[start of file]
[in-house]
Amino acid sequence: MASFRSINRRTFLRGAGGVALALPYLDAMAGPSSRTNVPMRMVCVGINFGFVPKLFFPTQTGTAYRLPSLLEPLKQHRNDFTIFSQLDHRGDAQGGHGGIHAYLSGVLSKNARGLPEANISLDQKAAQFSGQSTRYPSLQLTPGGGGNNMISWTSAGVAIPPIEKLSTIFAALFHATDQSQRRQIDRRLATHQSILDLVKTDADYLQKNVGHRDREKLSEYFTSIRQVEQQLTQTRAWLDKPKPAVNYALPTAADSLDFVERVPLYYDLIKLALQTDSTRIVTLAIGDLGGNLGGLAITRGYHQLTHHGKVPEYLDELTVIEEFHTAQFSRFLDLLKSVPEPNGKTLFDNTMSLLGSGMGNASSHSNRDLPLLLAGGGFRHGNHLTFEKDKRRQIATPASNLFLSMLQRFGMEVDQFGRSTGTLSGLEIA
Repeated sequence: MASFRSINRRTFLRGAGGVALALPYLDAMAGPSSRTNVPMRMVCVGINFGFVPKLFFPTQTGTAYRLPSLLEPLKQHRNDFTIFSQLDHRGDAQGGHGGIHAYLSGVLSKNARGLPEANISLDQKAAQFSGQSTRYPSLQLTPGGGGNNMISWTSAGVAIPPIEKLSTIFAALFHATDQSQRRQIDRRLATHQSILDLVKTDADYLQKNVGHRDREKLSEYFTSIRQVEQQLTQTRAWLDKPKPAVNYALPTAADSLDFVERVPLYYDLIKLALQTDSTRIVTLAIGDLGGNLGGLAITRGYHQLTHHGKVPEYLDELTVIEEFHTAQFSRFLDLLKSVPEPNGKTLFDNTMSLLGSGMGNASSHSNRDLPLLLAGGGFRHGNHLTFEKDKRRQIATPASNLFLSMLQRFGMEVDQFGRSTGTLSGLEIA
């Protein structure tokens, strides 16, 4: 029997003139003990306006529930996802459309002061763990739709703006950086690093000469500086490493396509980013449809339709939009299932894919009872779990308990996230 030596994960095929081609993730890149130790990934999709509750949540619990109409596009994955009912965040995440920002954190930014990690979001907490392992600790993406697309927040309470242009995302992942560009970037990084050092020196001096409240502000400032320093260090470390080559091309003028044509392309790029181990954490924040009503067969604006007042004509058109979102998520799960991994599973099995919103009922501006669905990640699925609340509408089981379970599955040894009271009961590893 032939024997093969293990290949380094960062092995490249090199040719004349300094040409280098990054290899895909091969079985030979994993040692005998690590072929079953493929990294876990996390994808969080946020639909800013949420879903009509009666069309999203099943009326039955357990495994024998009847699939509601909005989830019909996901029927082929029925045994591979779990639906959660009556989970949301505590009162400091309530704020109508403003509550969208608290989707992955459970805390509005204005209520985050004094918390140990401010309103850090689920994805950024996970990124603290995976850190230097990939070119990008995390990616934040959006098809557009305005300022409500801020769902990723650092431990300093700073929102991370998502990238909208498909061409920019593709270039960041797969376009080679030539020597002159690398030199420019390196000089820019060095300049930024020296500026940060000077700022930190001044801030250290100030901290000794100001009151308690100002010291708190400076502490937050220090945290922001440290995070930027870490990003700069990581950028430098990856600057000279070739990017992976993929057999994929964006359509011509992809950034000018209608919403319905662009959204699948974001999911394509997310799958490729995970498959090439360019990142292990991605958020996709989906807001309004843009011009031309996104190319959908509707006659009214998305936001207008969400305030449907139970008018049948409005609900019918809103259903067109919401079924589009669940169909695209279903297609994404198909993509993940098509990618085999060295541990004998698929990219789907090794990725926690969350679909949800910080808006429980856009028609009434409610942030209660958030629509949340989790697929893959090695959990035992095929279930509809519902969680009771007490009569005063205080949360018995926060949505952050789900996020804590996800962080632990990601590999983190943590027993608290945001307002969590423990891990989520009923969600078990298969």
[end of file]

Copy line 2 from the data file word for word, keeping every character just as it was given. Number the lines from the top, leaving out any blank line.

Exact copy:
Amino acid sequence: MASFRSINRRTFLRGAGGVALALPYLDAMAGPSSRTNVPMRMVCVGINFGFVPKLFFPTQTGTAYRLPSLLEPLKQHRNDFTIFSQLDHRGDAQGGHGGIHAYLSGVLSKNARGLPEANISLDQKAAQFSGQSTRYPSLQLTPGGGGNNMISWTSAGVAIPPIEKLSTIFAALFHATDQSQRRQIDRRLATHQSILDLVKTDADYLQKNVGHRDREKLSEYFTSIRQVEQQLTQTRAWLDKPKPAVNYALPTAADSLDFVERVPLYYDLIKLALQTDSTRIVTLAIGDLGGNLGGLAITRGYHQLTHHGKVPEYLDELTVIEEFHTAQFSRFLDLLKSVPEPNGKTLFDNTMSLLGSGMGNASSHSNRDLPLLLAGGGFRHGNHLTFEKDKRRQIATPASNLFLSMLQRFGMEVDQFGRSTGTLSGLEIA